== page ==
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07-01-2024 | Original Paper

Robustness to manipulations in school choice

Authors: Alexander Nesterov, Olga Rospuskova, Sofia Rubtcova

Published in: Social Choice and Welfare

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Abstract

We study the school choice problem and propose a new criterion for comparing non-strategy-proof mechanisms: robustness to manipulations. Mechanism A is more robust than mechanism B if each student (given any preferences of this student and any profile of schools’ priorities) can potentially access a smaller set of schools via a profitable manipulation under mechanism A than under mechanism B. This criterion strengthens the two independent criteria proposed by Bonkoungou and Nesterov (Theor Econ 16(3):881–909, 2021) and Decerf and Van der Linden (J Econ Theory 197:105313, 2021). We then show that all results obtained with these two criteria, as well as with the original criterion proposed by Pathak and Sönmez (Am Econ Rev 103(1):80–106, 2013), can also be obtained using robustness. Our results provide a stronger rationalization for a wide range of reforms in school choice and college admissions system.

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Appendix
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Footnotes
1
The definitions of the mechanisms are given in “Mechanisms” section.
 
2
Pathak and Sönmez (2013) provide three logically related criteria but only the weakest can be used to compare school choice mechanisms.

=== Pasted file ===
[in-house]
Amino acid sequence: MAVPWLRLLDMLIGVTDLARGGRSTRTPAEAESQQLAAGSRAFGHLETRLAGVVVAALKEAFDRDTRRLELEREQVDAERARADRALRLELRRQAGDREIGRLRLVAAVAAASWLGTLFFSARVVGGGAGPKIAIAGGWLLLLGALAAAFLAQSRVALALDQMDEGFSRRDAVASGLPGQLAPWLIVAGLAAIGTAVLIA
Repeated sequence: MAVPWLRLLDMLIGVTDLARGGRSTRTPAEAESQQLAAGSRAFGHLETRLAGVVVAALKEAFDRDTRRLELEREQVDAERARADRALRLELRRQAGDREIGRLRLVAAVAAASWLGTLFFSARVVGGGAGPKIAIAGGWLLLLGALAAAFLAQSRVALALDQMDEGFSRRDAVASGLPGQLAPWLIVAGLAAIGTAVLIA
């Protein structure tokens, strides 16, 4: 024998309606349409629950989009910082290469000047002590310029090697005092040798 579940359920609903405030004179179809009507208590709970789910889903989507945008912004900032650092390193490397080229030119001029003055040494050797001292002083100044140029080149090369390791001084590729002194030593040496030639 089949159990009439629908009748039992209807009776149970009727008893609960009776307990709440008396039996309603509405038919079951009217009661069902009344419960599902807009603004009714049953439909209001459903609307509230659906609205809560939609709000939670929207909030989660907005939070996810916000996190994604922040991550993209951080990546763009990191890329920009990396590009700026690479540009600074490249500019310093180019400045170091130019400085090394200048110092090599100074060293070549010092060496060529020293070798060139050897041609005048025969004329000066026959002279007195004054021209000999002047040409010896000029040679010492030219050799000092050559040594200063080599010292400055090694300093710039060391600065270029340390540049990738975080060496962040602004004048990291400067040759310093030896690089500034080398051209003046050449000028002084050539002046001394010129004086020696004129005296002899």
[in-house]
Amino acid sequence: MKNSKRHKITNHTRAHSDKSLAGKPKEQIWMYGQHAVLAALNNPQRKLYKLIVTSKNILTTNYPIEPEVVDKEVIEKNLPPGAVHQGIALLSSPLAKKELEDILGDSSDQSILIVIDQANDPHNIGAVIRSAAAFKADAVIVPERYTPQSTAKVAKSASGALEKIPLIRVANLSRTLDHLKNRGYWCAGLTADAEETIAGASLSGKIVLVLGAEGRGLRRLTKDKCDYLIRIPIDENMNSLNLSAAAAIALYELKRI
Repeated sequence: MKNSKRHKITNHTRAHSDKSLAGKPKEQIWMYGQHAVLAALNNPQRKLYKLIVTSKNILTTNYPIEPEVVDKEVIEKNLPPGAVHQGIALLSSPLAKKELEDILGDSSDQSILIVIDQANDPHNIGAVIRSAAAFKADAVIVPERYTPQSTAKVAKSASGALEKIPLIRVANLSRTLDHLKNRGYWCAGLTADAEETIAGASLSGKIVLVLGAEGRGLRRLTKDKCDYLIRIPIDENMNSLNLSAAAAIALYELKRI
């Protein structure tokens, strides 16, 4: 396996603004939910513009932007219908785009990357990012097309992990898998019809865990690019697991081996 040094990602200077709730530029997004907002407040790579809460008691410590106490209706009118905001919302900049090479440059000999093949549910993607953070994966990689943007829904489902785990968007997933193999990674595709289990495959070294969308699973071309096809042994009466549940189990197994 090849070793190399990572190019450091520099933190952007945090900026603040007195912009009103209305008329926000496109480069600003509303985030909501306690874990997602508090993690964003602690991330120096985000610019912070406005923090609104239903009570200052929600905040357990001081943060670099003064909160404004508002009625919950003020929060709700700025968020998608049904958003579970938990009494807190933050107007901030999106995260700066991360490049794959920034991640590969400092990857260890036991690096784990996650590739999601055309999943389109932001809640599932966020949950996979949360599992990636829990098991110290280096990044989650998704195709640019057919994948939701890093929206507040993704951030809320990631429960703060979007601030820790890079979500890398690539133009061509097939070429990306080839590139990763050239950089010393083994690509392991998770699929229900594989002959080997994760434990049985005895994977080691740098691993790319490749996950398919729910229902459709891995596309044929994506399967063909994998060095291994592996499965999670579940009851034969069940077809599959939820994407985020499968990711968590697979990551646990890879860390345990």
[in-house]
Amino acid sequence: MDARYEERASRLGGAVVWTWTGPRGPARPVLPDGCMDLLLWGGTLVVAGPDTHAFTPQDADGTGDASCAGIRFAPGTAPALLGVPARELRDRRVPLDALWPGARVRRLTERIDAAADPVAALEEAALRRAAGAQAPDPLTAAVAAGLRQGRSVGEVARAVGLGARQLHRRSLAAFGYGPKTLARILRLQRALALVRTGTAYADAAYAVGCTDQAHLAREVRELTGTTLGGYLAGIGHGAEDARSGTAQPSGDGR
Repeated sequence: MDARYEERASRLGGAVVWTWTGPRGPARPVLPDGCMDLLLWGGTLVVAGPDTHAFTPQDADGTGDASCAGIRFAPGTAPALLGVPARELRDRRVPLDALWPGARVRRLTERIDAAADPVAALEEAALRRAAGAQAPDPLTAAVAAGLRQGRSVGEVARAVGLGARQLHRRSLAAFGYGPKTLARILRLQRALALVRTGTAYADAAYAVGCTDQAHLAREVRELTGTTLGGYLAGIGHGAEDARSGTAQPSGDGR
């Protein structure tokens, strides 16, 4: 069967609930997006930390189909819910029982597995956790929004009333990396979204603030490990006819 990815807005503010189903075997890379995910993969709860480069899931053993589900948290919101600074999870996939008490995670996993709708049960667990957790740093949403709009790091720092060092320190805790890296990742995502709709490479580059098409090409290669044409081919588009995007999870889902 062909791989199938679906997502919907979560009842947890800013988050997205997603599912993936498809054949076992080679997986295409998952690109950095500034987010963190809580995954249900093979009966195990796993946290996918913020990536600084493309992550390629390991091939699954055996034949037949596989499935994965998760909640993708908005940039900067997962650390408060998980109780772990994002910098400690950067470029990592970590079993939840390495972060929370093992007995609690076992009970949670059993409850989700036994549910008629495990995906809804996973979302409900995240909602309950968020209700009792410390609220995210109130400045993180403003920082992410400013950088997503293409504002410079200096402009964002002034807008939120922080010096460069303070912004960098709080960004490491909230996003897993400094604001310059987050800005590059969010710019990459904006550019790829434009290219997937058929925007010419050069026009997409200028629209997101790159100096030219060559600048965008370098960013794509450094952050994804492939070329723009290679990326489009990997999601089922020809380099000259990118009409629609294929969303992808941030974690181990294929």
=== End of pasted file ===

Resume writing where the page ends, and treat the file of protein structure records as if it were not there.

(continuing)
3
This inspired the term robustness similar to the hypothetical worst-case scenario in the robust mechanism design literature (Bergemann and Morris 2005; Andreyanov and Sadzik 2021; Suzdaltsev 2022).
 
4
The results on the constrained Boston and \( DA \) have been strengthened using a stronger criterion of counting the number of students with an incentive to manipulate (Bonkoungou and Nesterov 2023; Imamura and Tomoeda 2022). Chen et al. (2016) compare stable mechanisms using a stronger criterion.
 
5
There have been other attempts to improve upon the Boston mechanism in terms of incentive properties that can be evaluated using PS-manipulability and that we do not consider in the paper: the Boston-with-skips mechanism (Alcalde 1996; Miralles 2009; Harless 2019; Dur 2019; Mennle and Seuken 2021), also known as Modified Boston Mechanism or Adaptive Boston Mechanism, and the Secure Boston mechanism (Dur et al. 2019). The recent modification called the Neutralized Boston mechanism (Decerf 2023) is compared to the Boston mechanism using a criterion specific to this mechanism.
 
6
For a formal statement of AM-manipulability, see Definition 3.
 
7
For a formal statement of BN-manipulability, see Definition 4.
 
8
The converse is not true. Indeed, see Table 1: \(\beta ^{k+1}\) is at least as AM-manipulable as \(\beta ^k\), but the same is not true by robustness.
 
9
Note: if two mechanisms are comparable by robustness, this does not imply the strict comparison by AM-manipulability.
 
10
Indeed, since for each student at fixed preference relation the set of strategically accessible schools via mechanism \(\psi \) is weakly included in the set of strategically accessible schools via mechanism \(\varphi \), the union of the strategically accessible schools over all preference relations via \(\psi \) is also included in the union of the strategically accessible schools over all preference relations via \(\varphi \).
 
11
Note that the parameter k in Chinese Parallel mechanism has a different meaning than in the rest of the mechanisms. For this reason, we write this parameter in parentheses.
 
12
By \(P^{k+1}\) we denote a preference profile that consists of the first \(k+1\) rows of the preference profile P.
 
13
Lemma 1, Bonkoungou and Nesterov (2021).
 
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Metadata
Title
Robustness to manipulations in school choice
Authors
Alexander Nesterov
Olga Rospuskova
Sofia Rubtcova
Publication date
07-01-2024
Publisher
Springer Berlin Heidelberg
Published in
Social Choice and Welfare
Print ISSN: 0176-1714
Electronic ISSN: 1432-217X
DOI
https://doi.org/10.1007/s00355-023-01504-z